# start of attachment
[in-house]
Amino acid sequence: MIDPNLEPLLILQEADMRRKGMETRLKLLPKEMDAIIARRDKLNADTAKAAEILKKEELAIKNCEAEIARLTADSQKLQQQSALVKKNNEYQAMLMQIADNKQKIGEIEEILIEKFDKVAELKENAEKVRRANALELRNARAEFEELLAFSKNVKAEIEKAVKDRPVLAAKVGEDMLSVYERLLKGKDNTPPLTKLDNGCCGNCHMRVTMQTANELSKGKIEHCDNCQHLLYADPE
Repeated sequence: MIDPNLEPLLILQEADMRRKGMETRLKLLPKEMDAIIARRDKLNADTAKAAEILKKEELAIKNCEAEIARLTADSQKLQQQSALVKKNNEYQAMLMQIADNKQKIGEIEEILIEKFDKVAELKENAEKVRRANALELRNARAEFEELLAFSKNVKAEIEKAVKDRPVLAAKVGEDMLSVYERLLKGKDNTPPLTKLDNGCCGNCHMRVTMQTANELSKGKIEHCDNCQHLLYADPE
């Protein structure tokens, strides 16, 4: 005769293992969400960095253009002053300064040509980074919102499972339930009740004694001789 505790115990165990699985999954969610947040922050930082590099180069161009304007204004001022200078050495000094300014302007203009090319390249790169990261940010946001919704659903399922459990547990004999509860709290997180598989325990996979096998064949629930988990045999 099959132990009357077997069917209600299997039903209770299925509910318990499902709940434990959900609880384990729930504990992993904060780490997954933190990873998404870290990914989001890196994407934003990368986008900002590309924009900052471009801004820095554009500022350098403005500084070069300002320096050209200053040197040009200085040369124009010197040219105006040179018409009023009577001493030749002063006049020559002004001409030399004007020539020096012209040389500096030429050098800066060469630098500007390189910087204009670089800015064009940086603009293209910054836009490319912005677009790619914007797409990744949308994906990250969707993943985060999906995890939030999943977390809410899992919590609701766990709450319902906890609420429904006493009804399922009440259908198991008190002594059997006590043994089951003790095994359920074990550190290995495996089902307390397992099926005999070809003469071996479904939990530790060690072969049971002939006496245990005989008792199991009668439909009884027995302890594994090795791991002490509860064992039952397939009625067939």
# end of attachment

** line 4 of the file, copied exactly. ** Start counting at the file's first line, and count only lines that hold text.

């Protein structure tokens, strides 16, 4: 005769293992969400960095253009002053300064040509980074919102499972339930009740004694001789 505790115990165990699985999954969610947040922050930082590099180069161009304007204004001022200078050495000094300014302007203009090319390249790169990261940010946001919704659903399922459990547990004999509860709290997180598989325990996979096998064949629930988990045999 099959132990009357077997069917209600299997039903209770299925509910318990499902709940434990959900609880384990729930504990992993904060780490997954933190990873998404870290990914989001890196994407934003990368986008900002590309924009900052471009801004820095554009500022350098403005500084070069300002320096050209200053040197040009200085040369124009010197040219105006040179018409009023009577001493030749002063006049020559002004001409030399004007020539020096012209040389500096030429050098800066060469630098500007390189910087204009670089800015064009940086603009293209910054836009490319912005677009790619914007797409990744949308994906990250969707993943985060999906995890939030999943977390809410899992919590609701766990709450319902906890609420429904006493009804399922009440259908198991008190002594059997006590043994089951003790095994359920074990550190290995495996089902307390397992099926005999070809003469071996479904939990530790060690072969049971002939006496245990005989008792199991009668439909009884027995302890594994090795791991002490509860064992039952397939009625067939």